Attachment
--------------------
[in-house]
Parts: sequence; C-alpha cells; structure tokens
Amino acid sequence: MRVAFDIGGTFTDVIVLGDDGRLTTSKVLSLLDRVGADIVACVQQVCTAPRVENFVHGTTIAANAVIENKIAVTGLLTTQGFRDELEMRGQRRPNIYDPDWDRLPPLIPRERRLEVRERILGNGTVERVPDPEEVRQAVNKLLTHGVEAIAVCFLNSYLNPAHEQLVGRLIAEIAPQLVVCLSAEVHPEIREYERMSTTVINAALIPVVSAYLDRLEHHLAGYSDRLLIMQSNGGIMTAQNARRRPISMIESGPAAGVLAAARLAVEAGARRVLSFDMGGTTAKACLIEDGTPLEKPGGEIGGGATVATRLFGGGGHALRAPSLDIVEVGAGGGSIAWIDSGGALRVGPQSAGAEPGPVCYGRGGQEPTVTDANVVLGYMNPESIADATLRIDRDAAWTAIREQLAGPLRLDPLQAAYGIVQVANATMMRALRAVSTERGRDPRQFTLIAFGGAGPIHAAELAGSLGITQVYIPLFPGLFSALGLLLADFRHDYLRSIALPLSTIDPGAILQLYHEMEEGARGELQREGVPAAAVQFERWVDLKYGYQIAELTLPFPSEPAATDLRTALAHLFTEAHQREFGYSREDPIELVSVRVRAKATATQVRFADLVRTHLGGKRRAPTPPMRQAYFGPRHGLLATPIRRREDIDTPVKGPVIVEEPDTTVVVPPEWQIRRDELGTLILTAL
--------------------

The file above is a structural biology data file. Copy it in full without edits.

[in-house]
Parts: sequence; C-alpha cells; structure tokens
Amino acid sequence: MRVAFDIGGTFTDVIVLGDDGRLTTSKVLSLLDRVGADIVACVQQVCTAPRVENFVHGTTIAANAVIENKIAVTGLLTTQGFRDELEMRGQRRPNIYDPDWDRLPPLIPRERRLEVRERILGNGTVERVPDPEEVRQAVNKLLTHGVEAIAVCFLNSYLNPAHEQLVGRLIAEIAPQLVVCLSAEVHPEIREYERMSTTVINAALIPVVSAYLDRLEHHLAGYSDRLLIMQSNGGIMTAQNARRRPISMIESGPAAGVLAAARLAVEAGARRVLSFDMGGTTAKACLIEDGTPLEKPGGEIGGGATVATRLFGGGGHALRAPSLDIVEVGAGGGSIAWIDSGGALRVGPQSAGAEPGPVCYGRGGQEPTVTDANVVLGYMNPESIADATLRIDRDAAWTAIREQLAGPLRLDPLQAAYGIVQVANATMMRALRAVSTERGRDPRQFTLIAFGGAGPIHAAELAGSLGITQVYIPLFPGLFSALGLLLADFRHDYLRSIALPLSTIDPGAILQLYHEMEEGARGELQREGVPAAAVQFERWVDLKYGYQIAELTLPFPSEPAATDLRTALAHLFTEAHQREFGYSREDPIELVSVRVRAKATATQVRFADLVRTHLGGKRRAPTPPMRQAYFGPRHGLLATPIRRREDIDTPVKGPVIVEEPDTTVVVPPEWQIRRDELGTLILTAL